One of the things that impresses me is that all the decision-makers at Ember either own their own camper or use a camper for getaways. That is highly unusual in the RV industry, but the results of this kind of decision-making absolutely show up in the final design. 

We got to see partially-built models and just the steel straps that hold in the water tanks show that these are built better and designed for real-world use. And that’s not typical in the RV industry, either. 

I do not have a chart for this model as some details are still being finalized. The model I saw was a pre-production example. 

Listen to my podcast episode with Ashley Bontrager and Christopher Barth from Ember RV.

More from Tony

If you’re RV shopping here are some tips on RV shopping from a former RV salesperson – me!

These RV reviews are written based on information provided by the manufacturers along with our writer’s own research. They are based on information from a single unit and may not reflect your actual experience. Shop your RV and dealership carefully before making a buying decision. They are intended only as a brief overview of the vehicle, not a comprehensive critique, which would require a thorough inspection and/or test drive.

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  1. Our favorite fifth-wheel floorplan! The REAL queen-size bed, the table and chairs in place of a booth dinette, and the Shower Miser are absolute must-have items for us. But (there’s always a BUT), without specs or any description or photos of the underside or roof of the RV, I will not be placing an order anytime soon. As an engineer, what is below the skin and frame is as important as the interior. How long and wide is it? What is the GVWR? What type of suspension does it have? Tire brand and size? Tank sizes? One dump valve or, heaven forbid! (as my grandmother would say), two dump valves? Propane tank size? Is the battery compartment insulated or heated for those optional lithium batteries? How much solar can be added to the factory panel? PMW or MPPT solar controller and its max. capacity? 120vac or 12vdc fridge standard or an option? Tankless water heater? So, more questions than answers at this point, fully realizing that Tony saw only a prototype.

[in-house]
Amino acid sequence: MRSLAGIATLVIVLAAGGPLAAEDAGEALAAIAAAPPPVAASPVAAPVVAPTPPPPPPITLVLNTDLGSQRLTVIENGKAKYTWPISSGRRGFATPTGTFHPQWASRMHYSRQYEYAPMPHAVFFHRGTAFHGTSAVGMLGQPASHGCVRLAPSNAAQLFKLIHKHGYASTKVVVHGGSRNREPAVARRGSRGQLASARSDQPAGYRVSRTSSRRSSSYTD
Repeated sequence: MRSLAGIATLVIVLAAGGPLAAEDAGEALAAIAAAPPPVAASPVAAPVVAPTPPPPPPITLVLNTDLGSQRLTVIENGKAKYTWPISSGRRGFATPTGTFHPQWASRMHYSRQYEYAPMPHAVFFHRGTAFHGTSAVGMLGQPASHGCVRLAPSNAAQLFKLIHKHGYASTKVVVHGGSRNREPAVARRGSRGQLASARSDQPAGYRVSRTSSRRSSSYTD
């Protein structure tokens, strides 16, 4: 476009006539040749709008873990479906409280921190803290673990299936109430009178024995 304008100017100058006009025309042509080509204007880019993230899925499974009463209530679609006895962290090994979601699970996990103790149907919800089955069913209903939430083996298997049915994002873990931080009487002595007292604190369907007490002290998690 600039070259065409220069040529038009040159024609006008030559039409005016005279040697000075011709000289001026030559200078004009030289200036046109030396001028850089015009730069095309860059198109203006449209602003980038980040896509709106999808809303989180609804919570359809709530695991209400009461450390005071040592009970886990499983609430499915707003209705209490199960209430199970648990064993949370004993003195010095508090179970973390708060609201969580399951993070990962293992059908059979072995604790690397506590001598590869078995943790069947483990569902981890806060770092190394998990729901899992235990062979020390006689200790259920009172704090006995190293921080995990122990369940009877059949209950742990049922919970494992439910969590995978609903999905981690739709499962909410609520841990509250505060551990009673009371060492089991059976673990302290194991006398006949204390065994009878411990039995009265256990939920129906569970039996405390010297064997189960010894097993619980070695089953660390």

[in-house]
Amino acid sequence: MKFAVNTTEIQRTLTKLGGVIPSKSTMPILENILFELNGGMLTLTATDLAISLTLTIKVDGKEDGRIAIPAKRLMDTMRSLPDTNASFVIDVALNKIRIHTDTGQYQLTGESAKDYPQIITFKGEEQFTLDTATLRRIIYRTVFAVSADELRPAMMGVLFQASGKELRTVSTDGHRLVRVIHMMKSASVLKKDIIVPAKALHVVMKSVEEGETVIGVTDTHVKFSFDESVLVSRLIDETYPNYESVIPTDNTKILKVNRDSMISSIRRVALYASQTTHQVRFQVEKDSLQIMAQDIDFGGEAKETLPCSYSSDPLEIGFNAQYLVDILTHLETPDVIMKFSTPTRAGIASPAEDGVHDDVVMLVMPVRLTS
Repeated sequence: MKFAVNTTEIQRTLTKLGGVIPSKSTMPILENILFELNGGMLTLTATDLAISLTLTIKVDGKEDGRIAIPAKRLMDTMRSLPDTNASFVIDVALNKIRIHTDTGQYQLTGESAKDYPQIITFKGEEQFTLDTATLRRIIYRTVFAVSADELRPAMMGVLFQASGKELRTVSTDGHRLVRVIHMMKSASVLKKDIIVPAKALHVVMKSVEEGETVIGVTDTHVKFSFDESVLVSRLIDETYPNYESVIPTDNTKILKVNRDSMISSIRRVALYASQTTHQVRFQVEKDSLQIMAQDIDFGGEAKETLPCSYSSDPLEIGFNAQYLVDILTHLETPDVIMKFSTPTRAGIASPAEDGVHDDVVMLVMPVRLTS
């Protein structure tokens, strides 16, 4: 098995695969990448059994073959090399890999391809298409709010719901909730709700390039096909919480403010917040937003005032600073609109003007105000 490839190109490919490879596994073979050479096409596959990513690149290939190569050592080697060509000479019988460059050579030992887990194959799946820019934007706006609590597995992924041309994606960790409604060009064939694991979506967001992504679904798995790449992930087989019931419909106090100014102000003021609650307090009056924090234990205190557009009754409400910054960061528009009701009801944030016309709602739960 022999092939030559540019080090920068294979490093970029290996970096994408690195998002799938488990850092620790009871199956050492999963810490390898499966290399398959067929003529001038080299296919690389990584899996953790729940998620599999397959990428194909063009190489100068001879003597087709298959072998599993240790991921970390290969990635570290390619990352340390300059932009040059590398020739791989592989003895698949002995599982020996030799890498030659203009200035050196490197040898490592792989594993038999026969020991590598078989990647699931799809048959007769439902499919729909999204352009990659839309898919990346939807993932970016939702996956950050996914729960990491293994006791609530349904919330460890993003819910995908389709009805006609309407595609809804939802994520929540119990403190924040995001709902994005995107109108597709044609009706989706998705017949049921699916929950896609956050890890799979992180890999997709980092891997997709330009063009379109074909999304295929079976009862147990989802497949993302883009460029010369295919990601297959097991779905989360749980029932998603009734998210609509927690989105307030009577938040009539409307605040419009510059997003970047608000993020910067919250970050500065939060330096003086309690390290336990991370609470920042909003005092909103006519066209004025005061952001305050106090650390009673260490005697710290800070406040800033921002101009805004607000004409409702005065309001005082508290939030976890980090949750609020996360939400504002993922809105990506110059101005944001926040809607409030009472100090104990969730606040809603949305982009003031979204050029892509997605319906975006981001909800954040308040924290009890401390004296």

2. Tell me I’m not seeing the cheap cable-driven slide out mechanism in picture 15! I’m with Bob P on the skylight…only for me it just another hole in the roof to leak or on cold mornings to be dripping condensation into the coach or on me. We don’t want a tradition oven at all…would much rather have a cooktop with drawers for storage underneath. Not being able to open the fridge without putting out slides is a complete deal breaker for us. We had a 5ver with this floorplan but the fridge could be opened slides in. It worked even though the rest of the kitchen was unusable. I assume the space for the W/D is not enough for a stacked unit? Would require a far less efficient combo? I always laugh at the nitrogen filled tires marketing ploy. Almost 80% of the air we breath is nitrogen anyway. The near 20% Oxygen has no material effect inside our tires.

    Net…a nice product.
    Above are just my nitpicks…well…a couple are deal breakers.

    • Actually cable slides are pretty reliable. They were something we almost never had issues with at the dealership I worked at. The problem came down the road if/when the cable stretched and nobody bothered to adjust it. But we never had a cable slide system failure or issue to my recollection.

  3. First let me say it’s a great review! Now my nitpicks, what is the first three pics? Ok I’m a Murphy bed hater, why have a Murphy in the bedroom? I don’t have any use for the sky light as I go to bed to sleep and I don’t need the sunlight to wake me up at 5 AM. Other than those complaints I like it. Did I miss the specs or were they omitted intentionally? The couch in the bedroom seems a waste of time and money, if you had guests are you going to have them sitting on the couch while you holler back and forth to converse, if they stay overnight
    (Which I discourage) where do thy sleep? That’s all!